Death of a girl faced the regime in Iran with the most serious challenge in years – World – manager.bg – World

Death of a girl faced the regime in Iran with the most serious challenge in years – World – manager.bg – World
Death of a girl faced the regime in Iran with the most serious challenge in years – World – manager.bg – World

The death of a 22-year-old Kurdish girl detained for allegedly not following the rules of wearing a hijab is the most serious challenge Iran’s leadership has faced in years, the BBC said in an analysis.

While authorities say the victim, Mahsa Amini, died mainly of medical reasons, her family and countless other Iranians who protested believe her death was the result of a beating. Protesters believe that if they don’t act now, they could fall victim to the same fate.

Mahsa’s death came at a time when Iranians are feeling particularly tired. Systematic corruption among Iran’s political elite, growing poverty with inflation above 50%, deadlock in nuclear negotiations and lack of social and political freedom have left Iran’s young and vibrant population feeling hopeless. According to the Research Institute of the Social Security Organization of Iran, at least 25 million Iranians lived below the poverty line by June 2021. That number is even higher now.

These are not the first protests in the history of the Islamic Republic of Iran. But many observers believe there is something different about them. Above all, this is a women’s protest. Various civil liberties groups have continually drawn attention to the oppression of women in Iran, a huge section of society that was the biggest loser from the Islamic Revolution of 1979. Iranian women were forced to wear the hijab soon after the revolution and lost many of their rights , including the right to travel, the right to work and the right to custody of children over the age of seven. There was not much objection to these changes from men at the time.

“The fact that many men are joining the protests shows that society has moved towards more progressive demands,” said Mehrdad Darvishpour, an Iranian sociologist who lives in Sweden. The main slogan of the protesters is “Woman, Life, Freedom”, a call for equality and a firm stand against religious fundamentalism. Moreover, these protests are much more inclusive among the population than the previous ones. The so-called Green Movement of 2009 succeeded in getting the middle class to protest against alleged electoral fraud. Although large in size, this protest was concentrated in major cities. Other major protests in 2017 and 2019 were confined to poorer areas.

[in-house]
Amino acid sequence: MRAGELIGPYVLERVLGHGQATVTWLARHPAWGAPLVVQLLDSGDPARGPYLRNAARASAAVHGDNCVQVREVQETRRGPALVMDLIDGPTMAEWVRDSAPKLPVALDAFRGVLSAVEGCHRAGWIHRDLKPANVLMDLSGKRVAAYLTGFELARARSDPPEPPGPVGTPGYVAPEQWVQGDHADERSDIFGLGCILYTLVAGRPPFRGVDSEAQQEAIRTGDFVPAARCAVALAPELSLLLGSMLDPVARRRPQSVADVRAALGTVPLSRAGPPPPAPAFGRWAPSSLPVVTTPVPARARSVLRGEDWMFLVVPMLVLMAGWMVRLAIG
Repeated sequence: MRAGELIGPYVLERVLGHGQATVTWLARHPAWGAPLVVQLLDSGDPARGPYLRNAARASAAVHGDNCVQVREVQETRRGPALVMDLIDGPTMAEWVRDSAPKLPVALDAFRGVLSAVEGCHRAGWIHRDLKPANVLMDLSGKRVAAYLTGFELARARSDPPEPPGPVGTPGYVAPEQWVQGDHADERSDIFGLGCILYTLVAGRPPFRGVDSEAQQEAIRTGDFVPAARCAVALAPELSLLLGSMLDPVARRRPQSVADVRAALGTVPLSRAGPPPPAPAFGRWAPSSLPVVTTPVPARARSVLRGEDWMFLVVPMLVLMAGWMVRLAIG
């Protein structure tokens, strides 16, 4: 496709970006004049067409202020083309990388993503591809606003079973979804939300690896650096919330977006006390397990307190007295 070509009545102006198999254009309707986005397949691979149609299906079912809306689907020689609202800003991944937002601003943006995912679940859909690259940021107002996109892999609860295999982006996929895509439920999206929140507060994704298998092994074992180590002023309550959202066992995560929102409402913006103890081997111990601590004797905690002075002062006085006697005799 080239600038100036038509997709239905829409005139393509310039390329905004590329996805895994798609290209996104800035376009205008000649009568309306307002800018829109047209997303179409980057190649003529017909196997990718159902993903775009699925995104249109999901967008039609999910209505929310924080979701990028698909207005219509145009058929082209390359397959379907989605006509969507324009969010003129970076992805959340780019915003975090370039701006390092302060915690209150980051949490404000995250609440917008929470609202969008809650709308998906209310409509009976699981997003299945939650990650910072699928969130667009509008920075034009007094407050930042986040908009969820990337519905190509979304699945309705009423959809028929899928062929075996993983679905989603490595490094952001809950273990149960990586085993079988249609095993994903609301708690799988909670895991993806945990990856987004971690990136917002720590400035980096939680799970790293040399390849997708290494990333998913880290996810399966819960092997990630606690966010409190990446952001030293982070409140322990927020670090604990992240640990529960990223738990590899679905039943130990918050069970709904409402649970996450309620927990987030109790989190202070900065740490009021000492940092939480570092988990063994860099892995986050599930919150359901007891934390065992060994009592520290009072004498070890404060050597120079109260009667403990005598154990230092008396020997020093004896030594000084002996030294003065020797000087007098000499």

It is striking that the current protests span both middle-class and working-class areas. This shows that they seem to have shifted from local or ethnic issues to more inclusive sections of the population. “We are witnessing the birth of a mega-movement,” Darvishpour told the BBC. A movement that was led by women, but managed to unite other movements as well. And more importantly, the symbolic value of burning hijabs shattered the image of an unbreakable regime. According to Darvishpour, there is no turning back from this experience.

Mahsa Amini’s death has shaken even some of the staunchest supporters of the government. Many of them, including some clergy, question the violent tactics used by the so-called the morality police, against women. So the government has two options: 1) change its strict hijab rules, which are part of the Islamic Republic’s identity, which could encourage the protesters to continue until they reach their final demand for regime change; 2) Or do nothing and continue the violent suppression and killing of the protesters, which may temporarily calm the unrest, but will only add fuel to their ever-growing anger.

Many of the riot police now quelling the protests also suffer from economic hardship and do not necessarily support the authorities. If these protests continue, they may shift the layers. In addition, the supreme leader’s 83-year-old age and poor health are reported by many Iranians on both sides. It is unclear whether whoever succeeds him will be able to win the support of the regime’s staunch supporters. This may not be the last chapter, but it is a very important one. Yes, there are lives lost, but more cracks are appearing in a system that is no longer effective for many angry Iranians who want a different way of life.

The article is in bulgaria

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